A pair of thread engaging protuberances 105 and 106 is provided which may slide axially along the lead-in grooves 53 and 54 to be engaged by the thread paths 51 and 52 and along which the thread paths may helically slide. If no splash baffle 101 is employed, the protuberances 105 and 106 may extend radially inwardly from the interior surface 99 of the aperture 60. On the other hand, if a tubular splash baffle 101 is employed, as shown, the protuberances 105 and 106 may be presented from the tubular portion 103 of the splash baffle 101, as by dimpling the tubular portion 103 at appropriate locations. When the splash baffle 101 is employed, a port 108 penetrates the dimpled protuberance 105. The port 108 is preferably aligned with a notch 109 in the boss 61, which facilitates communication between the interior of the housing 58 and at least one of the thread paths 51 or 52 (thread path 51, as shown).

In operation, the sealing cap assembly 10 is inserted into the access aperture 60 of the transmission housing 58, such that the thread engaging protuberances 105 and 106 align with the respective lead-in grooves 53 and 54. When the protuberances 105 and 106 are thus aligned with the lead-in grooves 53 and 54, the sealing cap assembly 10 is translated axially until the cap assembly 10 may be rotated, such that the protuberances 105 and 106 will follow along the helical trace of the thread paths 51 and 52 by engagement of the protuberances 105 and 106 with the respective sidewalls 62 and 63 of the thread path 51 and the side walls 64 and 65 of the thread path 52.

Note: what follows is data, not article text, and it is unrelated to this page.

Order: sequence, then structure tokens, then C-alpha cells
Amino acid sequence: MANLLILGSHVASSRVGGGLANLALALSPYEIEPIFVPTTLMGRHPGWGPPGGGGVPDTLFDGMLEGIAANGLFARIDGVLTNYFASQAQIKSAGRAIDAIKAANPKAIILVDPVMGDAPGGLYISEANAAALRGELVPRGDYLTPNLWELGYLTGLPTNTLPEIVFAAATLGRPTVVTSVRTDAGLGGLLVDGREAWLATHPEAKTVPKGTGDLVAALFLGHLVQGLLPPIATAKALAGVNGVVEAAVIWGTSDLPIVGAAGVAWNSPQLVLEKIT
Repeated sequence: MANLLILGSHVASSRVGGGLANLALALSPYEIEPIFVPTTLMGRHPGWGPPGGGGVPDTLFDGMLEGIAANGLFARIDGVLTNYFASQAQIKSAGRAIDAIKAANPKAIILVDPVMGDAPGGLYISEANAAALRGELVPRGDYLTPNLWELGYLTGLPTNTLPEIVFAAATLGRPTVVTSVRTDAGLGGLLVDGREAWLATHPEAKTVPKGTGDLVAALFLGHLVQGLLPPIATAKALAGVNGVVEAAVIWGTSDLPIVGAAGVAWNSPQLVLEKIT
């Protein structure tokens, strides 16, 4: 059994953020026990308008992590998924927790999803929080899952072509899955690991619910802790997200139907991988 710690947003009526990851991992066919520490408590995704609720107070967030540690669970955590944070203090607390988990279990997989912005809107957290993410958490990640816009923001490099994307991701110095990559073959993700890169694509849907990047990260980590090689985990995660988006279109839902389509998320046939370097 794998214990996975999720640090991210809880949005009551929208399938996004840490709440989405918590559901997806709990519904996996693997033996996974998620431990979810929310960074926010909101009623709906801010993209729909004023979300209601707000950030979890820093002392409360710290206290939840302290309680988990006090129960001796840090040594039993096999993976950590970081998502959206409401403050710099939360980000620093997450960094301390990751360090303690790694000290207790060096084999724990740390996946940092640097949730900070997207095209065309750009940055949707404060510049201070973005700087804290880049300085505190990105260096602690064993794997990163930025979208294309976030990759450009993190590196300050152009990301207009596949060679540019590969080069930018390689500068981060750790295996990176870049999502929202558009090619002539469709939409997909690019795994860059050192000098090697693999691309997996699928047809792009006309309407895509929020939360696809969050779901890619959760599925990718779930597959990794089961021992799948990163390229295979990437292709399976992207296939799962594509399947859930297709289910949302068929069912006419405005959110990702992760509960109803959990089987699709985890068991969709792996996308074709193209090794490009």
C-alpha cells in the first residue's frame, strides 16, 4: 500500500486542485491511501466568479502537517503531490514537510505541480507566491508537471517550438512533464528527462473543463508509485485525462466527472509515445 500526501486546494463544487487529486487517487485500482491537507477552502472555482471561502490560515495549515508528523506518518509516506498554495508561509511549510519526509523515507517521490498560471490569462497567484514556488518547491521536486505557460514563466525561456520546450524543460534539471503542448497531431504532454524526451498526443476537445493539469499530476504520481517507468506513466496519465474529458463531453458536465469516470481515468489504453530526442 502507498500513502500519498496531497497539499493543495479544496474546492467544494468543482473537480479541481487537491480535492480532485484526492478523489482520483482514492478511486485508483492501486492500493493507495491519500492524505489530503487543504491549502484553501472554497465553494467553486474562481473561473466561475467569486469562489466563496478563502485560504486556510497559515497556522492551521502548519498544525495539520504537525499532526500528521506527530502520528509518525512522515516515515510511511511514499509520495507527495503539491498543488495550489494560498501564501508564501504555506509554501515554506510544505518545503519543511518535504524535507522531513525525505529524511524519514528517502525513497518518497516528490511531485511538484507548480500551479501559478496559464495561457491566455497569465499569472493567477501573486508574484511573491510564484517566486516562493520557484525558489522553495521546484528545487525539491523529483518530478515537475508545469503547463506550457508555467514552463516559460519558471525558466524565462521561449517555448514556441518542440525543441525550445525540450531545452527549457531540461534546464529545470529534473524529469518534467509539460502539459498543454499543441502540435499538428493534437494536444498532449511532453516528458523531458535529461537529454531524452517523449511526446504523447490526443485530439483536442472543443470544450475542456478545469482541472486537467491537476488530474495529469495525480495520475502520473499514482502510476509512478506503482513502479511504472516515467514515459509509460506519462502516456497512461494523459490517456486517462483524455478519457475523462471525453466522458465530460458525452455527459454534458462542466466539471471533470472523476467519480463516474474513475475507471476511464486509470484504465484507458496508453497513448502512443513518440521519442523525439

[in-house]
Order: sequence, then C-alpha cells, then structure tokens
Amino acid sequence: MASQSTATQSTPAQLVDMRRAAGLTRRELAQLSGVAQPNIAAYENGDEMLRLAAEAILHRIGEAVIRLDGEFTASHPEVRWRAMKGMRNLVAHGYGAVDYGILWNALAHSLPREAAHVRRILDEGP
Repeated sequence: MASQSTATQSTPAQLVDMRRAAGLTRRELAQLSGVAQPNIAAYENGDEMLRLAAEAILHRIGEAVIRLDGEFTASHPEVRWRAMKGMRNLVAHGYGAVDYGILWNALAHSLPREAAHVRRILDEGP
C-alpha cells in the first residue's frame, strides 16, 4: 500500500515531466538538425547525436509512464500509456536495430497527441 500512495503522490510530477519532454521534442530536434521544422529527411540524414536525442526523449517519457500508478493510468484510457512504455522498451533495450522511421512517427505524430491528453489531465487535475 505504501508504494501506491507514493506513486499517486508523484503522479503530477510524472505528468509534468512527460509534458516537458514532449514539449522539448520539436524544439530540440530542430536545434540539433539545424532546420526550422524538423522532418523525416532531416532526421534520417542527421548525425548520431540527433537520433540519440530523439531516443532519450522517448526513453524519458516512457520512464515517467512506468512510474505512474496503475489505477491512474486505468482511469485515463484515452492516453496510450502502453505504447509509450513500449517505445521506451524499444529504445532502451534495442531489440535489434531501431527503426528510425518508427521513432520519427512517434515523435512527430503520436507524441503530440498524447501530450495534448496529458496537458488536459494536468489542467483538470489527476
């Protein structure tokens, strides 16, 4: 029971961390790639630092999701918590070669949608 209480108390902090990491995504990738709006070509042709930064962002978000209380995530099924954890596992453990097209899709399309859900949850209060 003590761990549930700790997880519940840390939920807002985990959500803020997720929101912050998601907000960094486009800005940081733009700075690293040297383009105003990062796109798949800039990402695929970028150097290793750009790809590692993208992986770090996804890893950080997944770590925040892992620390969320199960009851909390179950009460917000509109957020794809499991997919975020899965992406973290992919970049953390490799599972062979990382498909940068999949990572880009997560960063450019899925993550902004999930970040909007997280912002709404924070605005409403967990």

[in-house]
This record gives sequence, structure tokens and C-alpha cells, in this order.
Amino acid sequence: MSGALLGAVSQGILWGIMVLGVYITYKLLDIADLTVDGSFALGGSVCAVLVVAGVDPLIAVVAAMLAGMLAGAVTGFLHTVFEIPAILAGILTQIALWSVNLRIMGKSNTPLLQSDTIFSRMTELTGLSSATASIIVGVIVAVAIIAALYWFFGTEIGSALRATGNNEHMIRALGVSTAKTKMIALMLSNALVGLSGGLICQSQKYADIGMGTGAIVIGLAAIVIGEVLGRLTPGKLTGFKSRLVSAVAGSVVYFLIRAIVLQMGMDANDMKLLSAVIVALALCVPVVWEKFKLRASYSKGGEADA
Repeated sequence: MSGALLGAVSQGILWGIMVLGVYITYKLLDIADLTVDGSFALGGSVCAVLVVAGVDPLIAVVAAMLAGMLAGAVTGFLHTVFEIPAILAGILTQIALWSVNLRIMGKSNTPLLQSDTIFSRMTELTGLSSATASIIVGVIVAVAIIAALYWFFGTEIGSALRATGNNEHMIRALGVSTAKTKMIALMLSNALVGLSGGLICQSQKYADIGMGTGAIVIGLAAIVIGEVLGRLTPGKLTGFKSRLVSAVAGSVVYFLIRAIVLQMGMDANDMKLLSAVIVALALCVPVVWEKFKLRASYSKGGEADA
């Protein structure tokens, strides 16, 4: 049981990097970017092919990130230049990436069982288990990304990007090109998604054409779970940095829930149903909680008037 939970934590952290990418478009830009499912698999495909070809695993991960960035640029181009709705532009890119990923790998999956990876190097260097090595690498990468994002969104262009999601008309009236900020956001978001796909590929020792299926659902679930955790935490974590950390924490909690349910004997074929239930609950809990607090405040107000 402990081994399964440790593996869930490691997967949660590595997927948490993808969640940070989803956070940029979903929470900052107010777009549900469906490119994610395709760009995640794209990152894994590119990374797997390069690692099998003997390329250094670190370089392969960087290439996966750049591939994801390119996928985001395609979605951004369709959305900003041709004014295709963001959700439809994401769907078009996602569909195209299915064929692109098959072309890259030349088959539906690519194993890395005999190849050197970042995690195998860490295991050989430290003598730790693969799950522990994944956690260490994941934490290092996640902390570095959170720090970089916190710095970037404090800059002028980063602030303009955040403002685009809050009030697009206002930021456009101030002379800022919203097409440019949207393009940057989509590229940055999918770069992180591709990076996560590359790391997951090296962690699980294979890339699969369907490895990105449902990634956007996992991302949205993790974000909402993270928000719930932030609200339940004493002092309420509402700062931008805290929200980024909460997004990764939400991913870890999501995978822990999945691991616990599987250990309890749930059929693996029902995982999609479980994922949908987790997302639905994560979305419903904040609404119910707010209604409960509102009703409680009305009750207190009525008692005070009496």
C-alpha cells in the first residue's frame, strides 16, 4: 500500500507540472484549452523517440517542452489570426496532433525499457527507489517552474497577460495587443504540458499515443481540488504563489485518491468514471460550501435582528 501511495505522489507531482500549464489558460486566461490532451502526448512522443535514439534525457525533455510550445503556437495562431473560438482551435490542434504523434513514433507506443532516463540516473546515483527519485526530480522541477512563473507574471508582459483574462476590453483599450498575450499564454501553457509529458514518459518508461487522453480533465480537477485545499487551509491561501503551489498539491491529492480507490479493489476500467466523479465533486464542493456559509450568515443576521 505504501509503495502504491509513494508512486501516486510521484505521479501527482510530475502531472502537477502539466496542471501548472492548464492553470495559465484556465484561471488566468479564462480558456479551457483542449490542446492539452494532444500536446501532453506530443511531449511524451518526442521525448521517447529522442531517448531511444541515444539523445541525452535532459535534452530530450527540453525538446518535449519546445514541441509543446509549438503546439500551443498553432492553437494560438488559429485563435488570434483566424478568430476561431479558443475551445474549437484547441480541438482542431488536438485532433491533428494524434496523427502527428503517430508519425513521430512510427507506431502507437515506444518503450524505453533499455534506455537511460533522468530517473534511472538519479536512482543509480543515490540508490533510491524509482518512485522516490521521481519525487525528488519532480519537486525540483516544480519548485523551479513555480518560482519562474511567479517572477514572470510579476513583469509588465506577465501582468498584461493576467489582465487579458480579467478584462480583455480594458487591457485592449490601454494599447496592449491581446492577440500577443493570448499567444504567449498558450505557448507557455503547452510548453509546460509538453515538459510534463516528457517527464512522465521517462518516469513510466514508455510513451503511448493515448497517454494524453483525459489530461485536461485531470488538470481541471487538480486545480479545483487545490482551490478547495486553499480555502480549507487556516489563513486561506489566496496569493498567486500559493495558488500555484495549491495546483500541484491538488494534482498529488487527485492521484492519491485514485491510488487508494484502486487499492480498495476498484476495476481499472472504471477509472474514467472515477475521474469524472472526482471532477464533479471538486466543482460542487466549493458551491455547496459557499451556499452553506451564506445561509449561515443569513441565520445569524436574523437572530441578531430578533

Continued rotation of the cap sealing assembly 10 forces the flange assembly 78 against the stop ledge 98 and drives the protuberances 105 and 106 against the respective side walls 63 and 64 to secure the cap assembly 10 axially within the access aperture 60. With the sealing cap assembly 10 so secured within the access aperture 60, the sealing means 86 engages the flared portion 100 on the interior surface 99 of the access aperture 60 to seal the transmission housing 58. As shown in FIG. 8, however, even when the cap sealing assembly 10 is so secured within the access aperture 60, the portion of the boss 61 which extends upwardly from the housing 58 has an upper surface 110 that remains in vertically spaced relation beneath the undersurface 29 of the cap portion 20, and has an outer, cylindrical surface 111 that remains in radially spaced relation inwardly of the cylindrical inner surface 112 on the skirt 27 on the cap portion 20.